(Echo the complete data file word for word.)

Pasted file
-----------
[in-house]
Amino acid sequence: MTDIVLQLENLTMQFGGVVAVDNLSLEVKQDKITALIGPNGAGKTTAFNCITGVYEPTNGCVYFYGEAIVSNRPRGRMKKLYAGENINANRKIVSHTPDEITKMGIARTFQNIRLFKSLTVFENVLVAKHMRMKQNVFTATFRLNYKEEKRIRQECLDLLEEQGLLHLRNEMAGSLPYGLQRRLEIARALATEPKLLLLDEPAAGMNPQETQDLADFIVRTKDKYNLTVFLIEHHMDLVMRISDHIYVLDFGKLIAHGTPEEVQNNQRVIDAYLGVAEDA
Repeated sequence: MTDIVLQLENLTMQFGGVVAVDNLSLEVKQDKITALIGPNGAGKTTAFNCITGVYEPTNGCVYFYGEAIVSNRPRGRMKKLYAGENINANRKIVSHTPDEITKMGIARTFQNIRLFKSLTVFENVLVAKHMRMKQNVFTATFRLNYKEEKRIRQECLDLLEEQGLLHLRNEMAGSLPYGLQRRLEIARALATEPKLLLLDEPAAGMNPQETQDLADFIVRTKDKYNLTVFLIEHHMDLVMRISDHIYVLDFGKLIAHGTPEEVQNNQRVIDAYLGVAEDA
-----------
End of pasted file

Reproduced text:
[in-house]
Amino acid sequence: MTDIVLQLENLTMQFGGVVAVDNLSLEVKQDKITALIGPNGAGKTTAFNCITGVYEPTNGCVYFYGEAIVSNRPRGRMKKLYAGENINANRKIVSHTPDEITKMGIARTFQNIRLFKSLTVFENVLVAKHMRMKQNVFTATFRLNYKEEKRIRQECLDLLEEQGLLHLRNEMAGSLPYGLQRRLEIARALATEPKLLLLDEPAAGMNPQETQDLADFIVRTKDKYNLTVFLIEHHMDLVMRISDHIYVLDFGKLIAHGTPEEVQNNQRVIDAYLGVAEDA
Repeated sequence: MTDIVLQLENLTMQFGGVVAVDNLSLEVKQDKITALIGPNGAGKTTAFNCITGVYEPTNGCVYFYGEAIVSNRPRGRMKKLYAGENINANRKIVSHTPDEITKMGIARTFQNIRLFKSLTVFENVLVAKHMRMKQNVFTATFRLNYKEEKRIRQECLDLLEEQGLLHLRNEMAGSLPYGLQRRLEIARALATEPKLLLLDEPAAGMNPQETQDLADFIVRTKDKYNLTVFLIEHHMDLVMRISDHIYVLDFGKLIAHGTPEEVQNNQRVIDAYLGVAEDA